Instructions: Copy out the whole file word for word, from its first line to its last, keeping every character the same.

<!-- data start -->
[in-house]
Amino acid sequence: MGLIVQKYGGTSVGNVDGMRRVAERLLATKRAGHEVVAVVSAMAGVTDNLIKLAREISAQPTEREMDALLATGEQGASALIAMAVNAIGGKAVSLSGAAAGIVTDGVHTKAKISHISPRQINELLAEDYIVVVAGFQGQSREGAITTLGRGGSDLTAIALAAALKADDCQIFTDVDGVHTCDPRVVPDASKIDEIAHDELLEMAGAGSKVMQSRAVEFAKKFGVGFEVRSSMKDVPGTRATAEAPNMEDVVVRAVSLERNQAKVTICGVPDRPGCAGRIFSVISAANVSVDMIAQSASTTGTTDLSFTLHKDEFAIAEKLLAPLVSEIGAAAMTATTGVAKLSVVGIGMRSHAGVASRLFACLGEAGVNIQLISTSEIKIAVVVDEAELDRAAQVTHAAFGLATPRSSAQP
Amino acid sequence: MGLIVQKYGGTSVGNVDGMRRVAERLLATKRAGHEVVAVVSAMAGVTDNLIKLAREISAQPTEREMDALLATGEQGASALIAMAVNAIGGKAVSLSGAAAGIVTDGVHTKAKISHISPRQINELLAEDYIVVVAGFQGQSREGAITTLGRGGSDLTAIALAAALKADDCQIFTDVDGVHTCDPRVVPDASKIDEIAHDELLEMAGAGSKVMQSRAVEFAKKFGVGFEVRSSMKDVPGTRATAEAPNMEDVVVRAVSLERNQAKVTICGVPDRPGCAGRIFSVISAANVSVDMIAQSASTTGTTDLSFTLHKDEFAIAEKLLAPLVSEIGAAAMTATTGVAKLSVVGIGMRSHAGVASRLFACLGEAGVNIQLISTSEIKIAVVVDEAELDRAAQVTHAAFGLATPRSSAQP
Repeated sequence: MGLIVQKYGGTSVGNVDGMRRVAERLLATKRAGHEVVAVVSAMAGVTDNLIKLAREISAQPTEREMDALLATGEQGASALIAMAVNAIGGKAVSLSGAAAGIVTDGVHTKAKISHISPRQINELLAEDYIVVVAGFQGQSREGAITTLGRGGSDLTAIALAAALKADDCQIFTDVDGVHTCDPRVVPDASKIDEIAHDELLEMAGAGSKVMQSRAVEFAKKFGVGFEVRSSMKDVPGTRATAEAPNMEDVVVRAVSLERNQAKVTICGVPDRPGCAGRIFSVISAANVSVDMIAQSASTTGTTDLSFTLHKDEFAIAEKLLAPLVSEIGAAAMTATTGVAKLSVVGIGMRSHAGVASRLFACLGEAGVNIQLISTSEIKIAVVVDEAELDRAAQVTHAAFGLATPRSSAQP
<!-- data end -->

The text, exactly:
[in-house]
Amino acid sequence: MGLIVQKYGGTSVGNVDGMRRVAERLLATKRAGHEVVAVVSAMAGVTDNLIKLAREISAQPTEREMDALLATGEQGASALIAMAVNAIGGKAVSLSGAAAGIVTDGVHTKAKISHISPRQINELLAEDYIVVVAGFQGQSREGAITTLGRGGSDLTAIALAAALKADDCQIFTDVDGVHTCDPRVVPDASKIDEIAHDELLEMAGAGSKVMQSRAVEFAKKFGVGFEVRSSMKDVPGTRATAEAPNMEDVVVRAVSLERNQAKVTICGVPDRPGCAGRIFSVISAANVSVDMIAQSASTTGTTDLSFTLHKDEFAIAEKLLAPLVSEIGAAAMTATTGVAKLSVVGIGMRSHAGVASRLFACLGEAGVNIQLISTSEIKIAVVVDEAELDRAAQVTHAAFGLATPRSSAQP
Amino acid sequence: MGLIVQKYGGTSVGNVDGMRRVAERLLATKRAGHEVVAVVSAMAGVTDNLIKLAREISAQPTEREMDALLATGEQGASALIAMAVNAIGGKAVSLSGAAAGIVTDGVHTKAKISHISPRQINELLAEDYIVVVAGFQGQSREGAITTLGRGGSDLTAIALAAALKADDCQIFTDVDGVHTCDPRVVPDASKIDEIAHDELLEMAGAGSKVMQSRAVEFAKKFGVGFEVRSSMKDVPGTRATAEAPNMEDVVVRAVSLERNQAKVTICGVPDRPGCAGRIFSVISAANVSVDMIAQSASTTGTTDLSFTLHKDEFAIAEKLLAPLVSEIGAAAMTATTGVAKLSVVGIGMRSHAGVASRLFACLGEAGVNIQLISTSEIKIAVVVDEAELDRAAQVTHAAFGLATPRSSAQP
Repeated sequence: MGLIVQKYGGTSVGNVDGMRRVAERLLATKRAGHEVVAVVSAMAGVTDNLIKLAREISAQPTEREMDALLATGEQGASALIAMAVNAIGGKAVSLSGAAAGIVTDGVHTKAKISHISPRQINELLAEDYIVVVAGFQGQSREGAITTLGRGGSDLTAIALAAALKADDCQIFTDVDGVHTCDPRVVPDASKIDEIAHDELLEMAGAGSKVMQSRAVEFAKKFGVGFEVRSSMKDVPGTRATAEAPNMEDVVVRAVSLERNQAKVTICGVPDRPGCAGRIFSVISAANVSVDMIAQSASTTGTTDLSFTLHKDEFAIAEKLLAPLVSEIGAAAMTATTGVAKLSVVGIGMRSHAGVASRLFACLGEAGVNIQLISTSEIKIAVVVDEAELDRAAQVTHAAFGLATPRSSAQP